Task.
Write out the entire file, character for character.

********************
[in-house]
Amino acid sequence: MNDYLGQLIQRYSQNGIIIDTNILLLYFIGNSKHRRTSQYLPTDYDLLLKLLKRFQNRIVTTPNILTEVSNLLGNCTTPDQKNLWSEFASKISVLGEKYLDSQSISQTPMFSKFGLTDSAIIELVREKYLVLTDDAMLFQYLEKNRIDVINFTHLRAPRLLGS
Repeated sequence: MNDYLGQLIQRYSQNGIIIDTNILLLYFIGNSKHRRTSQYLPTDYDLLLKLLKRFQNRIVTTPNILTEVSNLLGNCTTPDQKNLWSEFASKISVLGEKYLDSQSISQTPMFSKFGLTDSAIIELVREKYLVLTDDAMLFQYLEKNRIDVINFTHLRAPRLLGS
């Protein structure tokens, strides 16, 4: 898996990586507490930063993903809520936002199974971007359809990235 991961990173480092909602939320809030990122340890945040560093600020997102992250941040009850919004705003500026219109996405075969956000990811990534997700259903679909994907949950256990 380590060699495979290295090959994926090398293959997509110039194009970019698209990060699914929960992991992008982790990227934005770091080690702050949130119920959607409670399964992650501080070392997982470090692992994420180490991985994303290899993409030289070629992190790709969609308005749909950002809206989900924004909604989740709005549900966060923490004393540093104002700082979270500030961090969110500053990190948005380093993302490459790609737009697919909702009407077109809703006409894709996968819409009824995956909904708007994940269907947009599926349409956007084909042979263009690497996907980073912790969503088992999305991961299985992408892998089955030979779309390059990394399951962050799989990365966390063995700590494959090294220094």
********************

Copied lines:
[in-house]
Amino acid sequence: MNDYLGQLIQRYSQNGIIIDTNILLLYFIGNSKHRRTSQYLPTDYDLLLKLLKRFQNRIVTTPNILTEVSNLLGNCTTPDQKNLWSEFASKISVLGEKYLDSQSISQTPMFSKFGLTDSAIIELVREKYLVLTDDAMLFQYLEKNRIDVINFTHLRAPRLLGS
Repeated sequence: MNDYLGQLIQRYSQNGIIIDTNILLLYFIGNSKHRRTSQYLPTDYDLLLKLLKRFQNRIVTTPNILTEVSNLLGNCTTPDQKNLWSEFASKISVLGEKYLDSQSISQTPMFSKFGLTDSAIIELVREKYLVLTDDAMLFQYLEKNRIDVINFTHLRAPRLLGS
């Protein structure tokens, strides 16, 4: 898996990586507490930063993903809520936002199974971007359809990235 991961990173480092909602939320809030990122340890945040560093600020997102992250941040009850919004705003500026219109996405075969956000990811990534997700259903679909994907949950256990 380590060699495979290295090959994926090398293959997509110039194009970019698209990060699914929960992991992008982790990227934005770091080690702050949130119920959607409670399964992650501080070392997982470090692992994420180490991985994303290899993409030289070629992190790709969609308005749909950002809206989900924004909604989740709005549900966060923490004393540093104002700082979270500030961090969110500053990190948005380093993302490459790609737009697919909702009407077109809703006409894709996968819409009824995956909904708007994940269907947009599926349409956007084909042979263009690497996907980073912790969503088992999305991961299985992408892998089955030979779309390059990394399951962050799989990365966390063995700590494959090294220094």